Chung is the Co-President of Religions for Peace, the largest international interfaith organization, a position she has held since 1999. She has represented Won Buddhism at the United Nations (UN) since 1992. She has held several important UN committee positions:
Founding Co-Chair of Values Caucus at the UN (1994-1995)
Convener of Universal Ethics Millennium Conference at the UN(2000)
Chair of World Culture Open Conference at the UN (2004)
Convener of International Conference on Creative Economy in Rwanda (2006)
Co-Convener of the conference on Advancing Cooperation between the United Nations and World’s Religions at the UN (2008)
Convener of the G20 Moral Politics International Conference in South Korea (2010)
Chung has worked with UNESCO, UNDP, UNEP, UNIFEM, UNHCHR, UNFPA, UN DPI, UNDESA, CSW, ILO, and UN Alliance of Civilizations. She has actively worked to promote women’s equity, human rights, religious freedom, and environmental integrity at the UN by focusing upon ethical, moral and spiritual values. Chung Lee is inspired by the vision of Won Buddhism and its commonalities with the spiritual and ethical base of the Charter of the United Nations.
Motivation to Become an Agent of Change
During her first few years in the United States, Chung encountered racism and religious discrimination as she oversaw the building of a Won Buddhist Retreat center at Pocono Mountain in Pennsylvania. In 1983, local people tried to seek a court injunction to stop its construction. This was a painful reminder of the entrenched gender discrimination she faced while growing in a small farm village in Korea. Chung was motivated to become an agent of change. She realized that teaching at a local temple, whether in Korea or the United States, would not position her to change the minds of critical mass about ending discrimination. These personal experiences provoked her to begin interfaith work and motivated her to participate in the work of the United Nations to advocate global policy to benefit for all.
Experiencing religious discrimination and seeing firsthand how religion plays a role, the causing conflict in human society, Chung began participating in international interfaith movement in 1986 in order to reduce religious intolerance. In 1991, she organized the first Dialogue among Religions, Cultures and Civilization in Korea with sixty religious leaders from all over the world. In 1992, she organized the first International Interfaith Retreat in Korea. She has been actively engaged in interfaith dialogue throughout the world and established the Won Buddhism Interreligious office in New York in 1992.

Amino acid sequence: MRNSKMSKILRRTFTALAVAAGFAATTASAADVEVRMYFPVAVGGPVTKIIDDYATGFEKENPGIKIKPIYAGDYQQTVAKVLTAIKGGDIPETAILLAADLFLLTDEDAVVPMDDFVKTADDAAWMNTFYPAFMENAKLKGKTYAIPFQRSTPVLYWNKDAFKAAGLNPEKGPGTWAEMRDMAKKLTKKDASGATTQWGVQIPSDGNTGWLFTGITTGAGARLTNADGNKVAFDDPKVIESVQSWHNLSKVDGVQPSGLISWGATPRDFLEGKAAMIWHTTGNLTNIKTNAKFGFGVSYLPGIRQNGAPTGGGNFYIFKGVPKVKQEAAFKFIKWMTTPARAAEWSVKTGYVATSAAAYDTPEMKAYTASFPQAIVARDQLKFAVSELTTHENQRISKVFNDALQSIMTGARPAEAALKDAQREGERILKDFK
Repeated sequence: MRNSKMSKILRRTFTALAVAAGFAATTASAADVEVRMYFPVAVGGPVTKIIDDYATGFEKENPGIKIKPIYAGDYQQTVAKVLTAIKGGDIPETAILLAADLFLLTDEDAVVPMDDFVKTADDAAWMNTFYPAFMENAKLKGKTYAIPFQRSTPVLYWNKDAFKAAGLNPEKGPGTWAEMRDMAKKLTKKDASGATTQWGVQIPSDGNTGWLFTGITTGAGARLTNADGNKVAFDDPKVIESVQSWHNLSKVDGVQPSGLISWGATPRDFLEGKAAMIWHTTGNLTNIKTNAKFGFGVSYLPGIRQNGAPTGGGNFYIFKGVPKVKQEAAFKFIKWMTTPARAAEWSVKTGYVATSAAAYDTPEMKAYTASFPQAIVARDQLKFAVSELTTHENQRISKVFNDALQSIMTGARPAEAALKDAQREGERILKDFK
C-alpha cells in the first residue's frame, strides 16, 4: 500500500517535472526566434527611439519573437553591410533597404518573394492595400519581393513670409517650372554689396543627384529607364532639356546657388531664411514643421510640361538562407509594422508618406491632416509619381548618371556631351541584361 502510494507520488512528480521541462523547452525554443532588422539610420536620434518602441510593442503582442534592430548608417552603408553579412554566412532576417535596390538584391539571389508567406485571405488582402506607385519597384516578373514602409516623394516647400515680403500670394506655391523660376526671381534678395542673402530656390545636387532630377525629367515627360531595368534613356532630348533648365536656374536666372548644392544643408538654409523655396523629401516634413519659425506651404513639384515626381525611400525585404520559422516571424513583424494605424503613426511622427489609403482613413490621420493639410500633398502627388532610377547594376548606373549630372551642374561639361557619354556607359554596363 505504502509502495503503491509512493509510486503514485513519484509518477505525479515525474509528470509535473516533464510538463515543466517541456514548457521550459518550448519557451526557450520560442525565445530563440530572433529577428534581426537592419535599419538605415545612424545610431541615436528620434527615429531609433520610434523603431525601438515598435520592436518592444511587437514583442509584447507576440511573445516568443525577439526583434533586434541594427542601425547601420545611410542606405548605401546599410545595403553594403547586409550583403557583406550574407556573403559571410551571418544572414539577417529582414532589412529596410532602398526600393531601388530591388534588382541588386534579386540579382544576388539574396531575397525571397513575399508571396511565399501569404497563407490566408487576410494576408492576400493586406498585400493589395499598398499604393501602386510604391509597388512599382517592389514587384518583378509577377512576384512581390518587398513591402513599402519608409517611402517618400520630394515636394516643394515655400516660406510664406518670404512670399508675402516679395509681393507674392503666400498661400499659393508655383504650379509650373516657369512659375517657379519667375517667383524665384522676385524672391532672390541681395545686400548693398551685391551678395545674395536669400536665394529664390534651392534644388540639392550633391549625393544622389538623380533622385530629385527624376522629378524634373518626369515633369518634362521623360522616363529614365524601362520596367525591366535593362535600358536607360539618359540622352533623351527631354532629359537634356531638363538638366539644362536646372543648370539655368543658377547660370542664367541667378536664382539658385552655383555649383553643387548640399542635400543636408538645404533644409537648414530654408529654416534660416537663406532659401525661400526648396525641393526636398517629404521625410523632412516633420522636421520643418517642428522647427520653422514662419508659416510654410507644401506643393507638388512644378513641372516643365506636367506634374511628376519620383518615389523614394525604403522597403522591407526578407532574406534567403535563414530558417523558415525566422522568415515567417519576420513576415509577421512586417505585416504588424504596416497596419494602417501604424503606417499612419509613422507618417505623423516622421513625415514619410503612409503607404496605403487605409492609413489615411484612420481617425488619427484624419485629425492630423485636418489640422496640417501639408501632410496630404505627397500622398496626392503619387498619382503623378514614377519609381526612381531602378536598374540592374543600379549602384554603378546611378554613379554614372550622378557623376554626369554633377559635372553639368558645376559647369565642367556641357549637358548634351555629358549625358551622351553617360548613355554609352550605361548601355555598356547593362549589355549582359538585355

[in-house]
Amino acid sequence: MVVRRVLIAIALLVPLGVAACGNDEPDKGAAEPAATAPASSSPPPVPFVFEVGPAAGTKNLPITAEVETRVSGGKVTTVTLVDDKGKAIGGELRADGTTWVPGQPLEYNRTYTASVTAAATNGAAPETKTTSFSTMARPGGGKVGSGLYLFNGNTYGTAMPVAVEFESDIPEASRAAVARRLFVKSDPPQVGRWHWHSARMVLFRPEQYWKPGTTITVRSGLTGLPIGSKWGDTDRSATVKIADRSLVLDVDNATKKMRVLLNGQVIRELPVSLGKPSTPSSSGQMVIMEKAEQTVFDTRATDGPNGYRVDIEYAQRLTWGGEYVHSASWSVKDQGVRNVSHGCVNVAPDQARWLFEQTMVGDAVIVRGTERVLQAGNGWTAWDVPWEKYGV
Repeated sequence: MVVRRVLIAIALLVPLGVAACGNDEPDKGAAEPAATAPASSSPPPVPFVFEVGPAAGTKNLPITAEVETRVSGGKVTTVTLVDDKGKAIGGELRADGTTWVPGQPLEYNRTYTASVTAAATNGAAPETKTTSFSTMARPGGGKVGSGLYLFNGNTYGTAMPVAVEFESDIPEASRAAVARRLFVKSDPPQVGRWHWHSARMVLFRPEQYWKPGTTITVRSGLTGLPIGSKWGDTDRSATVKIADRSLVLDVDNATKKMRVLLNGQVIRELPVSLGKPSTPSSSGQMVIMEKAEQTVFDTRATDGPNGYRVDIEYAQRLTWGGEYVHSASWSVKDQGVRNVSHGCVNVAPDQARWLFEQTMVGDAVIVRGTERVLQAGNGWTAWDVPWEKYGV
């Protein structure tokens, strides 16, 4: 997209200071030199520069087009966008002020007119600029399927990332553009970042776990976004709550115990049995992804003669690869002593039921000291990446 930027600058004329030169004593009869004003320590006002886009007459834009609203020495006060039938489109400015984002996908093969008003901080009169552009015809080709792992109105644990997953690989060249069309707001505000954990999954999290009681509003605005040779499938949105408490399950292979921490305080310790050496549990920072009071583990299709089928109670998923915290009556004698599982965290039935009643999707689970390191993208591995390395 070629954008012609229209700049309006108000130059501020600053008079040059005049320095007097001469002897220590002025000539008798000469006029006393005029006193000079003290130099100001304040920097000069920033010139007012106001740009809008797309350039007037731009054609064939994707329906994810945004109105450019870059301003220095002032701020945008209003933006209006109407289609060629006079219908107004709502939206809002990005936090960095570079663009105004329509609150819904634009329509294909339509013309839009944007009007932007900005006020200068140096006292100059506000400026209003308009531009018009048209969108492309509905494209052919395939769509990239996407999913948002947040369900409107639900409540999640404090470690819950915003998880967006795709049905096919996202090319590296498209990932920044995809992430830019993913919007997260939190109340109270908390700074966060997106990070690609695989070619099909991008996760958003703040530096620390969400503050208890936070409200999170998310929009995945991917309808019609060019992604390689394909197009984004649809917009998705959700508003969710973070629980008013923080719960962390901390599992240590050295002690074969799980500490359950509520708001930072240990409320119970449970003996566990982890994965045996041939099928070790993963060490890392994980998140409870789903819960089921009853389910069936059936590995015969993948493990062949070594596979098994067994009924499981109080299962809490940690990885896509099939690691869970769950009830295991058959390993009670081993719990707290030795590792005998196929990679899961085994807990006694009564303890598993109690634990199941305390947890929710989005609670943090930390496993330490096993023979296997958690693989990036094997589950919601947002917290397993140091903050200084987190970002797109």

Chung served as International Co-president of Parliament of World’s Religions in 1993 with His Holiness the Dalai Lama and addressed at the closing ceremony with him in Chicago. She was selected to attend interfaith dialogue with the Dalai Lama in Washington D.C. in 1998. More recently, Chung addressed at the closing ceremony with His Holiness the Dalai Lama at Global Buddhist Congregations in New Delhi in 2011.
With the support from various international organizations and the government of Korea Chung organized the G20 Universal Ethics Summit, G20 Women Leaders Summit, G20 Dialogue among Civilizations, Cultures and Religions and G20 International Interfaith Retreat in Korea in November 2010. Sixty international dignitaries representing the fields of law, the arts, business, religion and academia attended. Chung is gratified to have connected a network of like-minded people who deeply care for humanity.
Ven. Dr. Chung Ohun Lee at the UN, World Interfaith Harmony Week Celebration, 2012